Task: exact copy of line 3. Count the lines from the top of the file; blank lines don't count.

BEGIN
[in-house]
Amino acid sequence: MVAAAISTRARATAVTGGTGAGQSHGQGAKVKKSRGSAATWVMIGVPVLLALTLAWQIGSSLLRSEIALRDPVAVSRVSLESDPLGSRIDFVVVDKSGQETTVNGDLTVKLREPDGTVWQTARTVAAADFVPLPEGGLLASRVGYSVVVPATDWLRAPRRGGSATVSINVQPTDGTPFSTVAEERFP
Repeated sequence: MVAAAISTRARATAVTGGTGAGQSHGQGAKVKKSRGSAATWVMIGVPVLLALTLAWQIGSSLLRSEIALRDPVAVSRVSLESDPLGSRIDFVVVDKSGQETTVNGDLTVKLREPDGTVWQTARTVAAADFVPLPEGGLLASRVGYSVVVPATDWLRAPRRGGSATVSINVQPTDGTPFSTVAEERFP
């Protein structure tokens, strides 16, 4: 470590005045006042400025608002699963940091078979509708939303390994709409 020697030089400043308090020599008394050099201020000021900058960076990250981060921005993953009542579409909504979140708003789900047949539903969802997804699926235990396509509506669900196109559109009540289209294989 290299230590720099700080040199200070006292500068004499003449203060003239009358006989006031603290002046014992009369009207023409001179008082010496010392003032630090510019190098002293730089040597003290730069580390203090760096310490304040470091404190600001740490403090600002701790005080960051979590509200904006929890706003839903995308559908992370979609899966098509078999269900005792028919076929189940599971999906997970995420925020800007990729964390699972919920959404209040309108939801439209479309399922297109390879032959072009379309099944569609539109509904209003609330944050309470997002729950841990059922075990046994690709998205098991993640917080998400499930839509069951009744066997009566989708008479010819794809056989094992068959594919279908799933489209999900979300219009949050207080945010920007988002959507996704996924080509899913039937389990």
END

Repeated sequence: MVAAAISTRARATAVTGGTGAGQSHGQGAKVKKSRGSAATWVMIGVPVLLALTLAWQIGSSLLRSEIALRDPVAVSRVSLESDPLGSRIDFVVVDKSGQETTVNGDLTVKLREPDGTVWQTARTVAAADFVPLPEGGLLASRVGYSVVVPATDWLRAPRRGGSATVSINVQPTDGTPFSTVAEERFP